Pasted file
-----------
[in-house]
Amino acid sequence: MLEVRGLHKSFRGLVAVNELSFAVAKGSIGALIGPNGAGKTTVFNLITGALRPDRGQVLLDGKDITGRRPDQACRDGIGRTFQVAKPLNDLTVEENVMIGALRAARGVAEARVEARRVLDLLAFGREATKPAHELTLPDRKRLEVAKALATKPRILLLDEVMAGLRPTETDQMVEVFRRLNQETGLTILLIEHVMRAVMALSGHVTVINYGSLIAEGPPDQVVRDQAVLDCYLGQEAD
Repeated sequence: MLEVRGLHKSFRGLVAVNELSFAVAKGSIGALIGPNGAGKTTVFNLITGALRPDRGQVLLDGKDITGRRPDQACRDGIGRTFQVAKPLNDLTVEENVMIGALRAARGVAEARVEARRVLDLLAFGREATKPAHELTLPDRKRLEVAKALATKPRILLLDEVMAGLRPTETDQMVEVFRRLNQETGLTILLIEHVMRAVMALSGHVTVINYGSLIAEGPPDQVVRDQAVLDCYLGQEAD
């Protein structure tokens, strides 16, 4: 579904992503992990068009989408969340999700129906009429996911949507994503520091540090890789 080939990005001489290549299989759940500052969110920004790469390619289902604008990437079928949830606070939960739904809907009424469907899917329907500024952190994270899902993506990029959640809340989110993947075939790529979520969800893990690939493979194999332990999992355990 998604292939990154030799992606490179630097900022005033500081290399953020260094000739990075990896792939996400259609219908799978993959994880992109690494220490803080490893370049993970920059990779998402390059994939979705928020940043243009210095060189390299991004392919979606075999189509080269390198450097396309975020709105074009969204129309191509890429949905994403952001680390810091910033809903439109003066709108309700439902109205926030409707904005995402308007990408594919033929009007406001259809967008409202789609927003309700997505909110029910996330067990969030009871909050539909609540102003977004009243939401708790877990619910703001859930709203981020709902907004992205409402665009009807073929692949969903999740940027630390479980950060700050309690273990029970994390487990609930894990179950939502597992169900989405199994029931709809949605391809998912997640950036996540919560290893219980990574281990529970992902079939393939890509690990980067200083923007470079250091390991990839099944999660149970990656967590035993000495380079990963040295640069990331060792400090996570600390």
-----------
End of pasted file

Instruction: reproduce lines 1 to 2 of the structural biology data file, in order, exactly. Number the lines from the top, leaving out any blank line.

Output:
[in-house]
Amino acid sequence: MLEVRGLHKSFRGLVAVNELSFAVAKGSIGALIGPNGAGKTTVFNLITGALRPDRGQVLLDGKDITGRRPDQACRDGIGRTFQVAKPLNDLTVEENVMIGALRAARGVAEARVEARRVLDLLAFGREATKPAHELTLPDRKRLEVAKALATKPRILLLDEVMAGLRPTETDQMVEVFRRLNQETGLTILLIEHVMRAVMALSGHVTVINYGSLIAEGPPDQVVRDQAVLDCYLGQEAD